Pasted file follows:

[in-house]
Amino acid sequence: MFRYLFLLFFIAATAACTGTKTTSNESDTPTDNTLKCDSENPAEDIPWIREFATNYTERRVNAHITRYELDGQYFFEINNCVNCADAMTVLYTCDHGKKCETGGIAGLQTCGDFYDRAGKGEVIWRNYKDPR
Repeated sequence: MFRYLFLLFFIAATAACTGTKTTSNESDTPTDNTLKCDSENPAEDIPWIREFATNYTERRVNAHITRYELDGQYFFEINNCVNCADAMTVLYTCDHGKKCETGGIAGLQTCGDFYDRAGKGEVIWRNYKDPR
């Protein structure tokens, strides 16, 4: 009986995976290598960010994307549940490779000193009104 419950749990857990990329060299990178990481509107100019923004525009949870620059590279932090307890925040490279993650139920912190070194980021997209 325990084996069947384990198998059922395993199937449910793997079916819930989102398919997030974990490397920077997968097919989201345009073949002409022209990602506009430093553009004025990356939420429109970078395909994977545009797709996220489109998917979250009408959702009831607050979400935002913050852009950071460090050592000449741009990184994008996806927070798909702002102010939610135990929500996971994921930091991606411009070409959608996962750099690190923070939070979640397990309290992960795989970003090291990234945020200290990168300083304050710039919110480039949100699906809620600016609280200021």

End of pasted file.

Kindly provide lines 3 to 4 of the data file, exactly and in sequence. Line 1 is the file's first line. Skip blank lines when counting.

Repeated sequence: MFRYLFLLFFIAATAACTGTKTTSNESDTPTDNTLKCDSENPAEDIPWIREFATNYTERRVNAHITRYELDGQYFFEINNCVNCADAMTVLYTCDHGKKCETGGIAGLQTCGDFYDRAGKGEVIWRNYKDPR
């Protein structure tokens, strides 16, 4: 009986995976290598960010994307549940490779000193009104 419950749990857990990329060299990178990481509107100019923004525009949870620059590279932090307890925040490279993650139920912190070194980021997209 325990084996069947384990198998059922395993199937449910793997079916819930989102398919997030974990490397920077997968097919989201345009073949002409022209990602506009430093553009004025990356939420429109970078395909994977545009797709996220489109998917979250009408959702009831607050979400935002913050852009950071460090050592000449741009990184994008996806927070798909702002102010939610135990929500996971994921930091991606411009070409959608996962750099690190923070939070979640397990309290992960795989970003090291990234945020200290990168300083304050710039919110480039949100699906809620600016609280200021």